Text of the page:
6. Started on the 9th of December... Every year I try to do a 'clear the bench' build over Christmas, this year it was this one: Not sure why folks seem to shy-away from the Trumpy 109E kits almost all the completed ones that I have seen are from the Eduard and Dragon kits. Ahh well... I thoroughly enjoyed every minute of this one. Perfect fit everywhere, lots of detail, excellent etch, decals and phenomenal clear parts. (not so excellent rubber tyres tho'). For a change I broke-out my enamels for the 74/75/76/04 colours, all of which I mixed using my preferred Mk.I eyeball method. Highly recommend this to anyone contemplating a 1:32 build and perhaps a wee bit put-off by the excessive parts-count and cost of some of the 'uber kits' around just now - I got this off a well-known on-line auction site from a Chinese based seller for just £16.50 !!!!! (that's as good as giving it away) even down here to NZ the postage was just ten-quid. So here t'is all done only addition is the kit specific Eduard Zoom set which includes the harness too; And I have to admit that I'm very pleased with it. Please feel free to hurl any criticism, ask any questions or make any comment at all. Thanks for taking the time to look and Happy 2019 to all here. Ian.
  7. USN Deck crew Videoaviation 1:32 The latest releases from Videoaviation.com are these sets of figures and equipment. Two sets are of US Navy, one with modern figures and a trolley filled with metal cases, the other from the Vietnam era with two figures and a trolley filled with what look like bomb fuses. The sets are manufactured in the standard creamy beige resin which is really well moulded and detailed. [187232] US Navy Deck Crew Maintenance – This set contains two figures, one kneeling, one standing, both with separate arms, heads and a pouch for the kneeling man. The kneeling figure also has a speedy drive for opening up a panel. The set also includes a twelve piece Aero 12C trolley which includes two small and three large metal boxes as load. ; [187532] US Navy Deck Crew Vietnam – This set contains two figures, both standing, one with both arms and head separate, who is meant to be holding a fuse in his hands and one with just one separate arm and separate head. The set also includes a nine piece trolley which includes two pallets of bomb fuses as a load. The chap with the fuse is meant to be a red shirt ordnance man, while the other is a green shirt, maintenance man. Unfortunately each of the sets the instructions don’t come with colour photographs of the crewmen and equipment, but show the completed items and the callouts are written down with pointers to the appropriate items of clothing and equipment parts. Conclusion Videoaviation continue to release great sets to add life to your large scale dioramas, are superb. The added crews and equipment will be especially useful, just add your model with a bomb trolley, and bombs with their fuses removed for that great looking diorama. Review sample courtesy of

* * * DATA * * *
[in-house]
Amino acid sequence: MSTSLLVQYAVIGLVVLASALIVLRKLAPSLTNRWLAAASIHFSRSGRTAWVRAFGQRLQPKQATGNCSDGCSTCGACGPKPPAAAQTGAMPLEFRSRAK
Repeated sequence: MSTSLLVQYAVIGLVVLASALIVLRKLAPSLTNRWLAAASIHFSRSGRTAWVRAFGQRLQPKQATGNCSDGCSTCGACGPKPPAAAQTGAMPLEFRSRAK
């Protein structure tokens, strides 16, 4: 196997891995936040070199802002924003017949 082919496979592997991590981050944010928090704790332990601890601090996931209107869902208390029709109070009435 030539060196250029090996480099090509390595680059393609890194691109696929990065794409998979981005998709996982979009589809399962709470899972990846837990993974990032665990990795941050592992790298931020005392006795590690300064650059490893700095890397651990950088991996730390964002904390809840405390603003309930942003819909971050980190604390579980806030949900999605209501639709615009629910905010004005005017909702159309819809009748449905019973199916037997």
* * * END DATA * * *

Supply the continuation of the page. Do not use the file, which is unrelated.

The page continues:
8. Löök Resin Instrument Panels & Seatbelts – December 2018 Eduard 1:32 Continuing their line in the LOOK series of instrument panels, Eduard have released two more sets. These are for the Tamiya Spitfire Mk.IX Late, and Messerschmitt Bf 109G-6, both in 1:32 scale. As with the previously released sets, the modeller is provided, in these cases with the main instrument panel. Each set also includes a sheet of etched steel for the seat belts. The panels have all the correct markings and placards painted on them and the faces of each instrument is glazed, making them look very realistic, particularly with a bit of weathering to get away from that newly built look. Conclusion This series is a great resource for those of us who are unable to replicate all the markings on a panel, all in one easy package. They are certainly a neat and innovative idea from the masters of aftermarket. Review sample courtesy of